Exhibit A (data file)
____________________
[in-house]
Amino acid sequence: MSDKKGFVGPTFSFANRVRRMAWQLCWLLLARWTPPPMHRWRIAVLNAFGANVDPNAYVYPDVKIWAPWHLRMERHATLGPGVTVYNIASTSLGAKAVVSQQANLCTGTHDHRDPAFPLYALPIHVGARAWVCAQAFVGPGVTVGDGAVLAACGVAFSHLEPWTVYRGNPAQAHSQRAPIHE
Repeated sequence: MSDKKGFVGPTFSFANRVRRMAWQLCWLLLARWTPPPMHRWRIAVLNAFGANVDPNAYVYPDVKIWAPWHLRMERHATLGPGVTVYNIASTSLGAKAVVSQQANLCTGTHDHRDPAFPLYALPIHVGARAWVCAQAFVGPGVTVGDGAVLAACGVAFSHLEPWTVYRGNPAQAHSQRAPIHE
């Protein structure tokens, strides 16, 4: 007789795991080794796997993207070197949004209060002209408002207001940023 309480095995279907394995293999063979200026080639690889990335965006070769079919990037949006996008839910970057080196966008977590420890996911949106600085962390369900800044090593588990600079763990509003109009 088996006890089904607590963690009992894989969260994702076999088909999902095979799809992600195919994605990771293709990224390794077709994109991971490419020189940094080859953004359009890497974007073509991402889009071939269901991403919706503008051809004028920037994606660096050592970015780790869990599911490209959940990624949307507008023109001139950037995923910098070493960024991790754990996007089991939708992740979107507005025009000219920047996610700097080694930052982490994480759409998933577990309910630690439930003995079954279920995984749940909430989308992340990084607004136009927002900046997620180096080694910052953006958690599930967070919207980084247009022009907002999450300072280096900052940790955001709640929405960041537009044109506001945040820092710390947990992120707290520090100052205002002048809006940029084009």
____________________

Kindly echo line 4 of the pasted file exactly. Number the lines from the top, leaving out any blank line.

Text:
């Protein structure tokens, strides 16, 4: 007789795991080794796997993207070197949004209060002209408002207001940023 309480095995279907394995293999063979200026080639690889990335965006070769079919990037949006996008839910970057080196966008977590420890996911949106600085962390369900800044090593588990600079763990509003109009 088996006890089904607590963690009992894989969260994702076999088909999902095979799809992600195919994605990771293709990224390794077709994109991971490419020189940094080859953004359009890497974007073509991402889009071939269901991403919706503008051809004028920037994606660096050592970015780790869990599911490209959940990624949307507008023109001139950037995923910098070493960024991790754990996007089991939708992740979107507005025009000219920047996610700097080694930052982490994480759409998933577990309910630690439930003995079954279920995984749940909430989308992340990084607004136009927002900046997620180096080694910052953006958690599930967070919207980084247009022009907002999450300072280096900052940790955001709640929405960041537009044109506001945040820092710390947990992120707290520090100052205002002048809006940029084009």